" What we have to question is why they jammed this in at the last minute. Was it to give the administration effective control of the country's high schools? That's what it does and we think it's an awful mistake." -Bruce Hunter, associate executive director, American Association of School Administrators

"This is an important and welcome development. The central concern is that it is hard to imagine a more complicated way to go about it," adds Terry Hartle, ACE's senior vice president for government and public affairs.

"They can implement something the day after tomorrow if they have to, but it will be like an airplane taking off with all the overhead bins open. Stuff will be flying all over the place," Hartle says. "There are going to be hundreds of questions that have to be addressed through the regulatory process because they weren't touched on in the legislative process and there is no legislative record to rely on. It's the most complicated challenge to implement a new program that I have seen in 25 years. This is going to be a wonderful case study in public administration."

Many Washington education advocates, caught by surprise, are troubled by how the program got into the 774-page deficit reduction bill in the first place as well as what it might mean. Legislative leaders in the Republican-controlled House and Senate, working with Bush administration officials, "made a decision to do this in the dead of the night, with no discussion, no hearings, not even a separate bill being introduced," says Bruce Hunter, associate executive director of the American Association of School Administrators.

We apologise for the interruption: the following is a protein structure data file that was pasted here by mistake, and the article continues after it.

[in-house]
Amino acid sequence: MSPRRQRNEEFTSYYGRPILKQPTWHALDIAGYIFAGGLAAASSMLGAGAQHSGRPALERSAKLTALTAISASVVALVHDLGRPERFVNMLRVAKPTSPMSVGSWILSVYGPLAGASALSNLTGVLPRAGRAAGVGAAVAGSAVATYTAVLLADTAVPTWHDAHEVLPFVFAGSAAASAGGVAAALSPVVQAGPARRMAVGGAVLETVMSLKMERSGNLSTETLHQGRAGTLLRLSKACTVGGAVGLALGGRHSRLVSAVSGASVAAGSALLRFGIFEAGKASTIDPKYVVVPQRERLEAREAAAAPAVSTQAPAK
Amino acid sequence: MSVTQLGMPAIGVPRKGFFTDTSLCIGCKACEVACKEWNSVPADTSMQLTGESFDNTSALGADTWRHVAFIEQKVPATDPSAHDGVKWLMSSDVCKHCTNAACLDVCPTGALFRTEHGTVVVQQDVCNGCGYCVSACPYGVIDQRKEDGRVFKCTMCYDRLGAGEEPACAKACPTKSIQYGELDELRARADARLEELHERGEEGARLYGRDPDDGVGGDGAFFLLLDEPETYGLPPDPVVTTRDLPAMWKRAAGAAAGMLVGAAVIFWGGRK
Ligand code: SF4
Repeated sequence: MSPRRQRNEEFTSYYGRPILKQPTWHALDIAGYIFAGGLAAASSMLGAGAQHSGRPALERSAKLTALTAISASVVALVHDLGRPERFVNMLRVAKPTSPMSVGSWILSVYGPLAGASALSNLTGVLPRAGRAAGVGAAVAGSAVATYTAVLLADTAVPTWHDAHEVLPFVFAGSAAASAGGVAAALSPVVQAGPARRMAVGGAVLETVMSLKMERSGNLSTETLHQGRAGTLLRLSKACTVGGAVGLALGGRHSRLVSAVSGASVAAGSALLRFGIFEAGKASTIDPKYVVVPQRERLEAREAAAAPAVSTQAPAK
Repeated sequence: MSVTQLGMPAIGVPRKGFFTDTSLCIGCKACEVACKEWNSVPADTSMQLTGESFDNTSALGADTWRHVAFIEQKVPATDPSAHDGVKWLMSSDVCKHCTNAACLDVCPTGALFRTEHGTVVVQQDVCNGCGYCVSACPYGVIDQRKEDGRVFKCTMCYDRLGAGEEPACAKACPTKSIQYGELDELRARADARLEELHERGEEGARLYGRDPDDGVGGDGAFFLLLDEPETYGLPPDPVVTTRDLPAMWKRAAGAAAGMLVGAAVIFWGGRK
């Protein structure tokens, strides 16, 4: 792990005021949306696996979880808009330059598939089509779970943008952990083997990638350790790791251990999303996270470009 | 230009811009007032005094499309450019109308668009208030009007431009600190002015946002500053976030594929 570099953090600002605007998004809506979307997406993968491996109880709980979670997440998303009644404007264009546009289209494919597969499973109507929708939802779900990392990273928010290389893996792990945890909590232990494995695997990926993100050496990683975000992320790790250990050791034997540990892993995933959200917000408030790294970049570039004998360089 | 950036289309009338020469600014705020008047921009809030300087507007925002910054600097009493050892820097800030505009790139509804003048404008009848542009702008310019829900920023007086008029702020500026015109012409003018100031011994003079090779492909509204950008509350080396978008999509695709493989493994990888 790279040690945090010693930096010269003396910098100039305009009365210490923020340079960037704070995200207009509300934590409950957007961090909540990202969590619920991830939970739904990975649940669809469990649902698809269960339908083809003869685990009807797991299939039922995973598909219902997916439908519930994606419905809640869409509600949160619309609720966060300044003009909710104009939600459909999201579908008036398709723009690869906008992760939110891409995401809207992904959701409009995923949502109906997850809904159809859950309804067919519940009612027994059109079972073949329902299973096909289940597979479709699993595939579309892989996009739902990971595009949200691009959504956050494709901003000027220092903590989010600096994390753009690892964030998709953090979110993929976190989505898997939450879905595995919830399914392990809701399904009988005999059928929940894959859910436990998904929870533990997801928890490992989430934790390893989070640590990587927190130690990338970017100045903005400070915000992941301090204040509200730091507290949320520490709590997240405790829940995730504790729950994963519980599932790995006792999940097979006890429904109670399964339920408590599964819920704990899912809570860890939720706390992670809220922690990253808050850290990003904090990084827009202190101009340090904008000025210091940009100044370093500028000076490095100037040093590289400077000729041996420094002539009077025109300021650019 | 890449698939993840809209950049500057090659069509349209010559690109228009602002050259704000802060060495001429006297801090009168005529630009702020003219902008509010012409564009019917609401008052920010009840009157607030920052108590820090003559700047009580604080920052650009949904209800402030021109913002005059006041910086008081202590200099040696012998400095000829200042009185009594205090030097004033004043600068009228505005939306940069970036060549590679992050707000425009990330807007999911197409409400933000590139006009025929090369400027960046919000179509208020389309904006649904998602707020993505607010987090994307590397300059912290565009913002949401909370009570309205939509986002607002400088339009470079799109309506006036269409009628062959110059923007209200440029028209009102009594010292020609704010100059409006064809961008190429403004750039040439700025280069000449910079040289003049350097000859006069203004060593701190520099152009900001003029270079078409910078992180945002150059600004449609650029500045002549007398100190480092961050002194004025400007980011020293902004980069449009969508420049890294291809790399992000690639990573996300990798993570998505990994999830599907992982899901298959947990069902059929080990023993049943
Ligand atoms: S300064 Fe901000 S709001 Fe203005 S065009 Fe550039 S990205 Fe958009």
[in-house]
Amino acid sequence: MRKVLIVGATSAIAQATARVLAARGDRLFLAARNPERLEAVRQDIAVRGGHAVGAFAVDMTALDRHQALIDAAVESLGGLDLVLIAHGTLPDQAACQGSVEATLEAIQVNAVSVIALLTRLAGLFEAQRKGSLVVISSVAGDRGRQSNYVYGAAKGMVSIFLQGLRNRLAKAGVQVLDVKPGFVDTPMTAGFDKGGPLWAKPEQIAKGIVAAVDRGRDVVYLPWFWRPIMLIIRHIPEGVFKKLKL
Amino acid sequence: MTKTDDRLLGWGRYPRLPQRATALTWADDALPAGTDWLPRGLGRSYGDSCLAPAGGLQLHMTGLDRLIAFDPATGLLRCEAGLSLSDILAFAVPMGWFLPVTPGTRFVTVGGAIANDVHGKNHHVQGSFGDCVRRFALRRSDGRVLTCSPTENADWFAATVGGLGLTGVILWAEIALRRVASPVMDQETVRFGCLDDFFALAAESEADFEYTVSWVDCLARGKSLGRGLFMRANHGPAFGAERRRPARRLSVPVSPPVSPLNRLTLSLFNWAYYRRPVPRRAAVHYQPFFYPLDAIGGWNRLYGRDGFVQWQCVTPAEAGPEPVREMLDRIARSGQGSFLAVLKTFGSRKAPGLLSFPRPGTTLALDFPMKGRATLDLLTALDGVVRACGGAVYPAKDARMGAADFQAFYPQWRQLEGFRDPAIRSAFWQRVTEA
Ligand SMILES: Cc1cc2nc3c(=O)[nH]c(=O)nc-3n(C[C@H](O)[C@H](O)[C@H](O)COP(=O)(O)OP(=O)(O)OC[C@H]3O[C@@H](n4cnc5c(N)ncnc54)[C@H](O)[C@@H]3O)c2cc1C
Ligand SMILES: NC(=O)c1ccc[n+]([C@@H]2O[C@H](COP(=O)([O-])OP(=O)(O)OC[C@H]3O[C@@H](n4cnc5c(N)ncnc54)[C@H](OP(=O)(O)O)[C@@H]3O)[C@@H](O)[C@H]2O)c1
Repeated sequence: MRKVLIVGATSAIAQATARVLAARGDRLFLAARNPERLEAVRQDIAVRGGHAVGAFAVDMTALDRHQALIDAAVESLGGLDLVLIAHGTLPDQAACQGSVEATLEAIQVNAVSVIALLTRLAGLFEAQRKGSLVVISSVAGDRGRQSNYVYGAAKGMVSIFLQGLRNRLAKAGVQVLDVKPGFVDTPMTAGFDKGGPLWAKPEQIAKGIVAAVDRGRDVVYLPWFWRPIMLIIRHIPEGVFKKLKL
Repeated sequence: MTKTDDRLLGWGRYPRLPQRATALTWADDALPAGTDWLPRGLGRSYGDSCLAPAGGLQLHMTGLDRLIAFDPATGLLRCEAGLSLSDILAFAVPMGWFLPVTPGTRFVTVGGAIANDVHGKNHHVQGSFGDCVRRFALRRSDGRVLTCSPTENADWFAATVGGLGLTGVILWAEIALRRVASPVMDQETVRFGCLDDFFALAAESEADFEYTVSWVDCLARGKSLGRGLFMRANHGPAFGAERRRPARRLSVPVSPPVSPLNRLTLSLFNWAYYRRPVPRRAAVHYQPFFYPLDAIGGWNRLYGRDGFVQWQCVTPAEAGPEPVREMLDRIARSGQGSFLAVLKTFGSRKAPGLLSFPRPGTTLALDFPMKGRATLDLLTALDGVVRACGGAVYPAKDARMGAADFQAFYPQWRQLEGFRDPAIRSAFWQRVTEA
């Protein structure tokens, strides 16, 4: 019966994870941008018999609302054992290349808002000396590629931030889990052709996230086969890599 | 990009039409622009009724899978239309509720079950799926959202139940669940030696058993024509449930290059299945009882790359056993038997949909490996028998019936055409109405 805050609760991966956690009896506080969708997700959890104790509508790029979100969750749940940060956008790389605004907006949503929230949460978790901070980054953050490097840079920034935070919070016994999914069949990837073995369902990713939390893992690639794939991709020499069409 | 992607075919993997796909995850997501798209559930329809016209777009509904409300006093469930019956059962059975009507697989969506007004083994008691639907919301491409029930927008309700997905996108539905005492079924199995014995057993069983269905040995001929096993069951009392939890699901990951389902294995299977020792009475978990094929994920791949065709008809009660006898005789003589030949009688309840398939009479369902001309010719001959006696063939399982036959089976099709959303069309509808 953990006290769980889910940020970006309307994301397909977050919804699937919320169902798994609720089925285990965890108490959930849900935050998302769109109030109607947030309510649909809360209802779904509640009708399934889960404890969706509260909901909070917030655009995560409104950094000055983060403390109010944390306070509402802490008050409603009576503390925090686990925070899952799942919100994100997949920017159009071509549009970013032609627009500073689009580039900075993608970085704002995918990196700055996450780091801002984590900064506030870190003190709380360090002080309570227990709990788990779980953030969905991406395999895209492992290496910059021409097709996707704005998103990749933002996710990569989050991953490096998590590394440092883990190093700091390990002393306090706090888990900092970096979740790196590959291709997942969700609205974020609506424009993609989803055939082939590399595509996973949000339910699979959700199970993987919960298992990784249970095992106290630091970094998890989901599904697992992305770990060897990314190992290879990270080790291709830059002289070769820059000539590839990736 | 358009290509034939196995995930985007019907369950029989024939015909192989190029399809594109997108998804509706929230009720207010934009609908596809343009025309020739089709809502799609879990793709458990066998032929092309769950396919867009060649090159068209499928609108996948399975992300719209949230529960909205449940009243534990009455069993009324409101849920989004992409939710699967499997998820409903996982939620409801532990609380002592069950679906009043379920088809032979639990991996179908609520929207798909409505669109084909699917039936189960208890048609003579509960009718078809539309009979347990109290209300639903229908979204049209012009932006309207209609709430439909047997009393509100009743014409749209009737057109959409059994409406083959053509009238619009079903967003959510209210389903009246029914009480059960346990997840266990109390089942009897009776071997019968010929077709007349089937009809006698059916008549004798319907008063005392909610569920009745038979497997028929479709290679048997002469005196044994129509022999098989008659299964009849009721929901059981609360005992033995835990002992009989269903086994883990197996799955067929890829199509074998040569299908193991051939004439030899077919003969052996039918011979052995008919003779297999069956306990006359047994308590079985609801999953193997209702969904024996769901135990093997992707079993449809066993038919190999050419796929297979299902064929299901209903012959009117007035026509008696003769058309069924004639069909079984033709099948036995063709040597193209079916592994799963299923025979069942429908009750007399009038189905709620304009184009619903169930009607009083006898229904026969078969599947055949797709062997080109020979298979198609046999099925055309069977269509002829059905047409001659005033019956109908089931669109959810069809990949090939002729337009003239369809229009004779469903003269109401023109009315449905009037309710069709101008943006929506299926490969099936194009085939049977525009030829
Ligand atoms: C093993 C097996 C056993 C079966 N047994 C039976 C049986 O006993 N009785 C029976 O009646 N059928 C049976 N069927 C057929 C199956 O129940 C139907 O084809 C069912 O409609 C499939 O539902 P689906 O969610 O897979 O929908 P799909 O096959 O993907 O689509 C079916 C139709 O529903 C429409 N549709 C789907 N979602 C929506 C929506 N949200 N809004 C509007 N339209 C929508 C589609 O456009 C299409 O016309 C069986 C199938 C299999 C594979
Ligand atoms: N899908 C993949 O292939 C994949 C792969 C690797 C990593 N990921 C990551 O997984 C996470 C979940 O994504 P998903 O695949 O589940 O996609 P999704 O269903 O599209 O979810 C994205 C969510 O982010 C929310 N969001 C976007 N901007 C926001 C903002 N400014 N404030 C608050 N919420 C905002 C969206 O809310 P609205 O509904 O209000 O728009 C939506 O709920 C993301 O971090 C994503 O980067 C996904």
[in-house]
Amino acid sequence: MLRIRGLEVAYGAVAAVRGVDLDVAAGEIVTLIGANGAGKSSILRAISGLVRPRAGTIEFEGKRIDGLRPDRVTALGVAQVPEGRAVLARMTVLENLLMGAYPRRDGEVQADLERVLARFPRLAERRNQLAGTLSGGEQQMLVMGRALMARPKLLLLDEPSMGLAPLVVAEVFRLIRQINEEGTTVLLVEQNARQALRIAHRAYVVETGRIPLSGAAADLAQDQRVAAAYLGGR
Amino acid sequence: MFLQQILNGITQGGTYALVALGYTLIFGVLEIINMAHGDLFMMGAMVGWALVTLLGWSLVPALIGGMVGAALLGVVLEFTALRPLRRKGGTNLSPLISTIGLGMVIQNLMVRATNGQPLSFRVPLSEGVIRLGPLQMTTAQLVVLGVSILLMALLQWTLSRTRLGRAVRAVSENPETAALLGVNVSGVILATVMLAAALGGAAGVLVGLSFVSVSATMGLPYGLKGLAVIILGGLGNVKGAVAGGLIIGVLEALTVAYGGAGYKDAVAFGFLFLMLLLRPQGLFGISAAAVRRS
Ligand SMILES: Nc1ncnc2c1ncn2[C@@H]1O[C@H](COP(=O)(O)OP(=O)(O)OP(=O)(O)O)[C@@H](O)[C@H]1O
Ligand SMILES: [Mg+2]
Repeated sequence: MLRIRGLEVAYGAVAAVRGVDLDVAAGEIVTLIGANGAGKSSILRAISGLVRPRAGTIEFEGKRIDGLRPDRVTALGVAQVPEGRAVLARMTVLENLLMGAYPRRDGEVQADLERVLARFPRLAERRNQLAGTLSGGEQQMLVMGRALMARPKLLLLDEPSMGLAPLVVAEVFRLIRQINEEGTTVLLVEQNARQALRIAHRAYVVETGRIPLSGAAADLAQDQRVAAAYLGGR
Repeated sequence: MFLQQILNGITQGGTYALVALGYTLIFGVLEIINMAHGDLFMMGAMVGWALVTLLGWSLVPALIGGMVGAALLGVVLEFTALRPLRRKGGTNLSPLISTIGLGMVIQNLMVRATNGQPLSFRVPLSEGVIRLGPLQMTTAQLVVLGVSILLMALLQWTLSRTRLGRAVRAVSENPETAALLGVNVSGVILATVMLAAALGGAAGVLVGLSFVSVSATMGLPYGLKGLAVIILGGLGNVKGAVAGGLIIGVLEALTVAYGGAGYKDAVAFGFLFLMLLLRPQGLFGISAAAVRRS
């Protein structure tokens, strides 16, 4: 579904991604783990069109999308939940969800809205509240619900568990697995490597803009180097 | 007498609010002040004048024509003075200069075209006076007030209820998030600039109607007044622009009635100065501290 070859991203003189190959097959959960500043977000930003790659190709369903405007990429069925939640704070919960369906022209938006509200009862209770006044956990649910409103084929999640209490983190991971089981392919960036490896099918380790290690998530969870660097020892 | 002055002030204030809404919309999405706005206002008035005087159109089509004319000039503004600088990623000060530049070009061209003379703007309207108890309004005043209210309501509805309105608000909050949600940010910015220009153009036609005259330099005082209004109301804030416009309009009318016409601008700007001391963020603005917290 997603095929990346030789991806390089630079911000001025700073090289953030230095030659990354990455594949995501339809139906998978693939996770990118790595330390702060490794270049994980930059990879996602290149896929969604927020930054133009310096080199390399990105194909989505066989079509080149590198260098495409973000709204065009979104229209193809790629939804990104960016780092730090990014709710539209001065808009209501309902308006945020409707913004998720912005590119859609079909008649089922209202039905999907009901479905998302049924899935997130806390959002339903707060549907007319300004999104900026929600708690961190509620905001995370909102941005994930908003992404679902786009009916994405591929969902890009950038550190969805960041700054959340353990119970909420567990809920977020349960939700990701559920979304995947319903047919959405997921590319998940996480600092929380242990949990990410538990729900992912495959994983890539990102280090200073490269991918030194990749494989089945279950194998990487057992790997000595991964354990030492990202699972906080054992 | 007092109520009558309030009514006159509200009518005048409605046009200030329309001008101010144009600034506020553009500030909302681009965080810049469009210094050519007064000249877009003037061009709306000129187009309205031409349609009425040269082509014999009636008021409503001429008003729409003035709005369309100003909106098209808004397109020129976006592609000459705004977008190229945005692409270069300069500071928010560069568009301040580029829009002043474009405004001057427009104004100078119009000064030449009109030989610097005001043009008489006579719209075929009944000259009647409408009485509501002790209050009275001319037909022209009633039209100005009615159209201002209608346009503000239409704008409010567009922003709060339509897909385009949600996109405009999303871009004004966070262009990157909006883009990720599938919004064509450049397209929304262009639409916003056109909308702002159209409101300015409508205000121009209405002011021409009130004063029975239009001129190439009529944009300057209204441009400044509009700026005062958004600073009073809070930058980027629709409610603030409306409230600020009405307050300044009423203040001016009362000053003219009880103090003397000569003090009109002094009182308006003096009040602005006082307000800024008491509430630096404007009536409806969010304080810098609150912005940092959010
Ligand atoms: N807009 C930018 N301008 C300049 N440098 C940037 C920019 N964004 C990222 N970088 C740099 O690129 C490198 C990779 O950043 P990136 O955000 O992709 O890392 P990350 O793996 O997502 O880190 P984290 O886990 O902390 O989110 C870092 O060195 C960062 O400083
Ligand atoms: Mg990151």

Even Democratic lawmakers claim they had no time to react to the measure. "We didn't see the full text of it until the morning of the vote. There's a way you do these things and it's not by slipping something into a bill at the last minute," says Tom Kiley, a spokesman for Rep. George Miller (D-California), the ranking minority member of the House Committee on Education and the Workforce.

"What we have to question," says Hunter, "is why they jammed this in at the last minute. Was it to give the administration effective control of the country's high schools? That's what it does and we think it's an awful mistake. It's a troubling federal intervention into the business of local schools."

Intruding on Local Rule?

Michael Carr, associate director of the National Association of Secondary School Principals, expresses a different view. "I don't in any way, shape or form believe that the U.S. Department of Education is going to dictate to anyone what their curriculum should be," he says. "The line would be crossed if the Fed came out and said 'OK, here is the national curriculum that everyone has to use,' but I don't foresee that happening."

Under No Child Left Behind, federal authorities allow "a lot of flexibility as to what the standards are and the tests that kids go through to meet those standards. I assume it would be similar" for the new program, Carr adds.